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Ghost Army in the News

Fort Wayne veteran Bill Blass to posthumously receive Congressional Gold Medal

Fort Wayne Business Weekly

WWII Soldier in a jeep

Bill Blass is seen in a Jeep during World war II

WASHINGTON, D.C. — Fort Wayne native and renowned clothing designer Bill Blass will be posthumously honored with the Congressional Gold Medal for his service in the secret WWII Ghost Army, renowned for their creative deception tactics, according to the Ghost Army Legacy Project.

Blass, a 23rd Headquarters Special Troops member, will be recognized along with others at the U.S. Capitol on March 21. Of the 82 officers and 1,023 soldiers who served in the Ghost Army, there are just seven surviving members, now aged 100, three of whom are expected to attend the ceremony in person, along with the families of many other Ghost Army veterans.

The ceremony, hosted by House Speaker Mike Johnson, will unveil the Gold Medal, a symbol of national appreciation for distinguished achievements. Attendees include surviving Ghost Army members and their families, marking the culmination of nearly two decades of advocacy by the Ghost Army Legacy Project.

Blass, later an iconic American fashion designer, played a pivotal role in the Ghost Army’s mission. His legacy is celebrated by Bill Blass Legacy, Inc., which continues to honor his contributions.

Legislation was passed in 2022 authorizing the award. Congress’s highest expression of national appreciation for distinguished achievements by individuals or institutions, the Gold Medal, designed and produced by the U.S. Treasury Department, will be unveiled for the first time.

The seven surviving Ghost Army members are James “Tom” Anderson, Dover, Delaware; Bernard Bluestein, Hoffman Estates, Illinois; John Christman, Leesburg, New Jersey; George Dramis, Raleigh, North Carolina; William Nall, Dunnellon, Florida; Seymour Nussenbaum, Monroe Township, New Jersey; John Smith, Woodland, Michigan.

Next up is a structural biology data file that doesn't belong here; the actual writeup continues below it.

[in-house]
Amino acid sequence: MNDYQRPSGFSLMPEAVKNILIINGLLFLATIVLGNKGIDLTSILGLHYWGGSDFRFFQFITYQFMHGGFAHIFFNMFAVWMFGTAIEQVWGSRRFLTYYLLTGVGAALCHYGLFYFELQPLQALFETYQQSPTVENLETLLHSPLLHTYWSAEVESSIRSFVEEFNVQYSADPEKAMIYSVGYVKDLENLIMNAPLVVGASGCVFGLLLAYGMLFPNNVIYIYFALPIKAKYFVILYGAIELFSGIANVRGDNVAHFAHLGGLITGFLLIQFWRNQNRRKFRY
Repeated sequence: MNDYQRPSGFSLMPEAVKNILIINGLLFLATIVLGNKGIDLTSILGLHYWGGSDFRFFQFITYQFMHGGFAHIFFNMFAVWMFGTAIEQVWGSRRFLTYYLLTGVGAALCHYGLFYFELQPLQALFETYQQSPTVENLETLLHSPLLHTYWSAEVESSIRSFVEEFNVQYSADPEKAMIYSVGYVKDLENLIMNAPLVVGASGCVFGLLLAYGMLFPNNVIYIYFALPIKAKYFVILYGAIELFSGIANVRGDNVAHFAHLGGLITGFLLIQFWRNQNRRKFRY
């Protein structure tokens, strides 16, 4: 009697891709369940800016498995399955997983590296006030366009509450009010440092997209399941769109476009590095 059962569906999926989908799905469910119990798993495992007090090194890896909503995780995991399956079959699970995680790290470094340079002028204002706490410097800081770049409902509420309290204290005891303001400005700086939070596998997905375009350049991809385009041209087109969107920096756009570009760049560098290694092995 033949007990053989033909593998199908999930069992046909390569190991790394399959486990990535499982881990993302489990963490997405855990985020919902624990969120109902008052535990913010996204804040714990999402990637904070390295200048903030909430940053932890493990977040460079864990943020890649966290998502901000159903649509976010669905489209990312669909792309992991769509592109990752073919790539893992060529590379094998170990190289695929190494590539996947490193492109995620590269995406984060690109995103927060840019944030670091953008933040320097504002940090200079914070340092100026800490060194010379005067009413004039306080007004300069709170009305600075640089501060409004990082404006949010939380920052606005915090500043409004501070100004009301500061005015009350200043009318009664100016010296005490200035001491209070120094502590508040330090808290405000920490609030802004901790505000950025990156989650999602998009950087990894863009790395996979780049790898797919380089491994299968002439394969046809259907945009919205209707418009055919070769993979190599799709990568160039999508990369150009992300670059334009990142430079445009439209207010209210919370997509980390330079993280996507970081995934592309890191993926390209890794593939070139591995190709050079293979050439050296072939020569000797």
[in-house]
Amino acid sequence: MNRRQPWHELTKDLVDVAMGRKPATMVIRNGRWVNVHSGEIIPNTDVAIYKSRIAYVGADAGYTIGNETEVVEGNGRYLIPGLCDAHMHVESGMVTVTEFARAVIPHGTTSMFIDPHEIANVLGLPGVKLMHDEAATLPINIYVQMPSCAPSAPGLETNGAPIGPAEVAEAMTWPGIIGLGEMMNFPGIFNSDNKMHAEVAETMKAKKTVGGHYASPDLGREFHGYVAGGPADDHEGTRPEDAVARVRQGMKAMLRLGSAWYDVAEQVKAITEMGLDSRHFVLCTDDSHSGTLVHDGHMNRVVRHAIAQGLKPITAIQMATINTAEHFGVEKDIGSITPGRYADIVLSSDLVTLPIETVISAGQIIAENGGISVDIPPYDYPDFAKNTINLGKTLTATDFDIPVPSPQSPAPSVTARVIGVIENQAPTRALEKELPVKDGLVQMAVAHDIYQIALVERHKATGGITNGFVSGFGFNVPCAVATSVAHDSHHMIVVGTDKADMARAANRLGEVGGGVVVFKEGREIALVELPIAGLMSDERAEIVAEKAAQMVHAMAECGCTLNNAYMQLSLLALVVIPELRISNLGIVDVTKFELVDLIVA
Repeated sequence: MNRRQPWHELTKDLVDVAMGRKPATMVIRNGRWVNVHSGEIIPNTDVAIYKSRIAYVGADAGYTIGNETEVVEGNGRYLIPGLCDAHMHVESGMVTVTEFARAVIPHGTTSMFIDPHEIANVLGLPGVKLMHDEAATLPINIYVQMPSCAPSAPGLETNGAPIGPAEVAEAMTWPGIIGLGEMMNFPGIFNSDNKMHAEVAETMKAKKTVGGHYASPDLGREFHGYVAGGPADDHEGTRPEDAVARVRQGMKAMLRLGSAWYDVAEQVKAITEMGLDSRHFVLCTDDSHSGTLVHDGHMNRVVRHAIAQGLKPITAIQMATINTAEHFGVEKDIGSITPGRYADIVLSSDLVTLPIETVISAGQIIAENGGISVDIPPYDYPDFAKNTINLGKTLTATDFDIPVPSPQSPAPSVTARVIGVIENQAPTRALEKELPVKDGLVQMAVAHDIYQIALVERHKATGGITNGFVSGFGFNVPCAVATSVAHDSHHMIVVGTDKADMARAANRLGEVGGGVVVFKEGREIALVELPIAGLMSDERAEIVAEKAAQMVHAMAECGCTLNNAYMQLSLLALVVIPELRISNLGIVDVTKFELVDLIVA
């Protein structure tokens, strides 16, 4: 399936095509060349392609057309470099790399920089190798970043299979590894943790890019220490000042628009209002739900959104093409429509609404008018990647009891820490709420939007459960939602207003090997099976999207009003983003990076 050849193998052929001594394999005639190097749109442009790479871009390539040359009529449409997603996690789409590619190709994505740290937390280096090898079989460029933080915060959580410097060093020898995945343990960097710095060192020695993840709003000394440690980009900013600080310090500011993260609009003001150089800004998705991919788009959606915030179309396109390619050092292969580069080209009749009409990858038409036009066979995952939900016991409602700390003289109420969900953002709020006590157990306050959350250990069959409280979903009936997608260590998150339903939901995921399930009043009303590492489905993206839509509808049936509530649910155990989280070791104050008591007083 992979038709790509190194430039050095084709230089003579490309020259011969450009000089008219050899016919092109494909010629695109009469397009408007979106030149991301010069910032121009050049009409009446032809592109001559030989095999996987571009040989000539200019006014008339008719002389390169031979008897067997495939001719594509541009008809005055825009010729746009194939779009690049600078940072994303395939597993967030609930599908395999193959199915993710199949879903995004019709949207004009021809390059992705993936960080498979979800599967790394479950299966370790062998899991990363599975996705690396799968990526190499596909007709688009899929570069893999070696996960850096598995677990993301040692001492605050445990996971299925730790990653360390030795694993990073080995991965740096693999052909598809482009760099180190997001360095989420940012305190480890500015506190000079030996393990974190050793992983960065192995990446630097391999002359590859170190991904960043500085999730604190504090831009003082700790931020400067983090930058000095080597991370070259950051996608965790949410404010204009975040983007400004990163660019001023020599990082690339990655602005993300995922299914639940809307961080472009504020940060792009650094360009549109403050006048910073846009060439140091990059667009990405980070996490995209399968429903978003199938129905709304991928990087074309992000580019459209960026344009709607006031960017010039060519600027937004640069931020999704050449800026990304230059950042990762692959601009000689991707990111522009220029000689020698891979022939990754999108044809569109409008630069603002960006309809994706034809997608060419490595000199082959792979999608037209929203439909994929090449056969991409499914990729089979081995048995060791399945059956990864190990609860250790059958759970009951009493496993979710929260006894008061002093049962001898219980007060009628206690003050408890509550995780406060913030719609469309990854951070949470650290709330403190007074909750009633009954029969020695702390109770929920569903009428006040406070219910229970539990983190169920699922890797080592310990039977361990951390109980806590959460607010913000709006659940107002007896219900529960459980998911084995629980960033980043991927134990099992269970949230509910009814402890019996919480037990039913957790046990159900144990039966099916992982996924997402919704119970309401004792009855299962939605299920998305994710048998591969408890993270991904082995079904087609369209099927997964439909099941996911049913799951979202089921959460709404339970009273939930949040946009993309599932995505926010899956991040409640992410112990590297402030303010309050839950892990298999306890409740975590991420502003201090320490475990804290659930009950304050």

The special ceremony will take place at 11 a.m. March 21 at the Capitol Building. It will culminate a nearly 20-year effort by members and volunteers of the Ghost Army Legacy Project to raise awareness and win recognition for the little-known Army units that played a unique but unheralded part in the Allied victory of WWII.

The existence of the Ghost Army was top secret for more than 50 years until it was declassified in 1996. That’s when the public first learned of the creative, daring techniques the Ghost Army employed to fool and distract the enemy about the strength and location of American troops, including the use of inflatable tanks, sound effects, radio trickery, and impersonation.

The 23rd Headquarters Special Troops staged more than 20 deception operations, often dangerously close to the front, in France, Belgium, Luxembourg, and Germany. This “traveling road show of deception” of only 1,100 troops appearing to be more than 20,000 is credited with saving an estimated 30,000 American lives.

“It’s been a long but ultimately rewarding effort to bring attention and much overdue recognition to the Ghost Army,” said Rick Beyer, president of The Ghost Army Legacy Project. “The story of the Ghost Army is one of courage, creativity, reliance, and honor. I am proud to have been a part of this effort, along with so many others, to earn the credit and gratitude from the country these soldiers served to protect.”

Blass was one of a handpicked group of young artists, designers, and sound engineers who landed in France in 1944 to conduct the Ghost Army’s secret mission. Bill Blass Legacy, Inc., an Indiana nonprofit led by Kathy Carrier, organized a 100-day centennial celebration in his honor in 2022 and continues to honor Blass. Barbara Camp, his niece, and several Bill Blass Legacy board members will attend the ceremony and return with replica medals to display locally.

For more on Bill Blass, the World War II Ghost Army, and Bill Blass Legacy plans, see

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The soldiers of The Ghost Army used inflatable tanks, sound effects, and imagination to fool the Germans on the battlefields of Europe. The Ghost Army Legacy Project is ensuring that these men and their accomplishments are never forgotten.

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